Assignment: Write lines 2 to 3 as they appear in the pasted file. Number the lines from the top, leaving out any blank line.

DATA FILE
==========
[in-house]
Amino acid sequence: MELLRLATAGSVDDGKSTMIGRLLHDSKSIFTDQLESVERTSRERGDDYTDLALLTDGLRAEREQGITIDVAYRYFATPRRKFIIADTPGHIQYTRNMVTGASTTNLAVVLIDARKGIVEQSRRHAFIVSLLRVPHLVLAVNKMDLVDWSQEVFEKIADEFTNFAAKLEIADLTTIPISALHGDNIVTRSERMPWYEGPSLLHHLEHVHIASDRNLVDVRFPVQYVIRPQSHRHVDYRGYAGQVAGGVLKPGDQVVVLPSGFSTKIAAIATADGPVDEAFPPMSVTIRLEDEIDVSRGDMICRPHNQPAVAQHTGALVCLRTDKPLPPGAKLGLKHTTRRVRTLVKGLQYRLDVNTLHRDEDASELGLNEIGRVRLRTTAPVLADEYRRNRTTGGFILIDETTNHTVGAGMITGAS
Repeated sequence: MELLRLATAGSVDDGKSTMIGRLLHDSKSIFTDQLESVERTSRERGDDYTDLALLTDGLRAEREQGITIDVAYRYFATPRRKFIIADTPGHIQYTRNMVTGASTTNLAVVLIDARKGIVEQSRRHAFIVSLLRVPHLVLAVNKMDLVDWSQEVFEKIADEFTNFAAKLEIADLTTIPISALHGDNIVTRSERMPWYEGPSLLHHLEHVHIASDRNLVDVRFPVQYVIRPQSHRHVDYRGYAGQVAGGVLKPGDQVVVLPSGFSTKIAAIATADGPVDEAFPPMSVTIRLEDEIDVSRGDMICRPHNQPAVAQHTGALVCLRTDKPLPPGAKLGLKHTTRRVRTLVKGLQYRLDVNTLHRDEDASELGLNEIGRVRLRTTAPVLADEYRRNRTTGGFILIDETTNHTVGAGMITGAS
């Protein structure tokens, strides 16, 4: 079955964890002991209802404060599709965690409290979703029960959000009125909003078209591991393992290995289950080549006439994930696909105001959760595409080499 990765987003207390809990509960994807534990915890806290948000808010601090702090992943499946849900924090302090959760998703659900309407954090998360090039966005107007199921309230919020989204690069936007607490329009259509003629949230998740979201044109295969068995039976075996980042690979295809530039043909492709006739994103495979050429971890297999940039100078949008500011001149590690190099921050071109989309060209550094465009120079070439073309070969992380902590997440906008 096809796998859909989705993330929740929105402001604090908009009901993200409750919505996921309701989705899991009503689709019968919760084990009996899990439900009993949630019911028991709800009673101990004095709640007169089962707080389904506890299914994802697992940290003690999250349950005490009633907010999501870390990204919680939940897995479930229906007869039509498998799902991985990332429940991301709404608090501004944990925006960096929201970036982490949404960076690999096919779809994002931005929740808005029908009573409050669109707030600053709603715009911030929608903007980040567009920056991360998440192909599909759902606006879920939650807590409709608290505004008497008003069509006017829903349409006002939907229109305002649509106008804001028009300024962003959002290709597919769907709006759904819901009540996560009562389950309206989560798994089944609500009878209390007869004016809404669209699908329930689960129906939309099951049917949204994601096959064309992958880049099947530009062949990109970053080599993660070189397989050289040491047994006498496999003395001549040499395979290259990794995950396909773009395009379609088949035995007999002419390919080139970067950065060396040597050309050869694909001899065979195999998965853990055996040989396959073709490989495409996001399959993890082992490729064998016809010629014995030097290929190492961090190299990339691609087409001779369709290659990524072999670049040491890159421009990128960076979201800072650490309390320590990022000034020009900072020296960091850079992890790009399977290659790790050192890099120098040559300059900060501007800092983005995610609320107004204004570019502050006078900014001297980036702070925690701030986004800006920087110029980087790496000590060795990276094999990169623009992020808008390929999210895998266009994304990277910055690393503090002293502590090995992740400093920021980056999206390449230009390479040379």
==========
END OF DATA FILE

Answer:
Amino acid sequence: MELLRLATAGSVDDGKSTMIGRLLHDSKSIFTDQLESVERTSRERGDDYTDLALLTDGLRAEREQGITIDVAYRYFATPRRKFIIADTPGHIQYTRNMVTGASTTNLAVVLIDARKGIVEQSRRHAFIVSLLRVPHLVLAVNKMDLVDWSQEVFEKIADEFTNFAAKLEIADLTTIPISALHGDNIVTRSERMPWYEGPSLLHHLEHVHIASDRNLVDVRFPVQYVIRPQSHRHVDYRGYAGQVAGGVLKPGDQVVVLPSGFSTKIAAIATADGPVDEAFPPMSVTIRLEDEIDVSRGDMICRPHNQPAVAQHTGALVCLRTDKPLPPGAKLGLKHTTRRVRTLVKGLQYRLDVNTLHRDEDASELGLNEIGRVRLRTTAPVLADEYRRNRTTGGFILIDETTNHTVGAGMITGAS
Repeated sequence: MELLRLATAGSVDDGKSTMIGRLLHDSKSIFTDQLESVERTSRERGDDYTDLALLTDGLRAEREQGITIDVAYRYFATPRRKFIIADTPGHIQYTRNMVTGASTTNLAVVLIDARKGIVEQSRRHAFIVSLLRVPHLVLAVNKMDLVDWSQEVFEKIADEFTNFAAKLEIADLTTIPISALHGDNIVTRSERMPWYEGPSLLHHLEHVHIASDRNLVDVRFPVQYVIRPQSHRHVDYRGYAGQVAGGVLKPGDQVVVLPSGFSTKIAAIATADGPVDEAFPPMSVTIRLEDEIDVSRGDMICRPHNQPAVAQHTGALVCLRTDKPLPPGAKLGLKHTTRRVRTLVKGLQYRLDVNTLHRDEDASELGLNEIGRVRLRTTAPVLADEYRRNRTTGGFILIDETTNHTVGAGMITGAS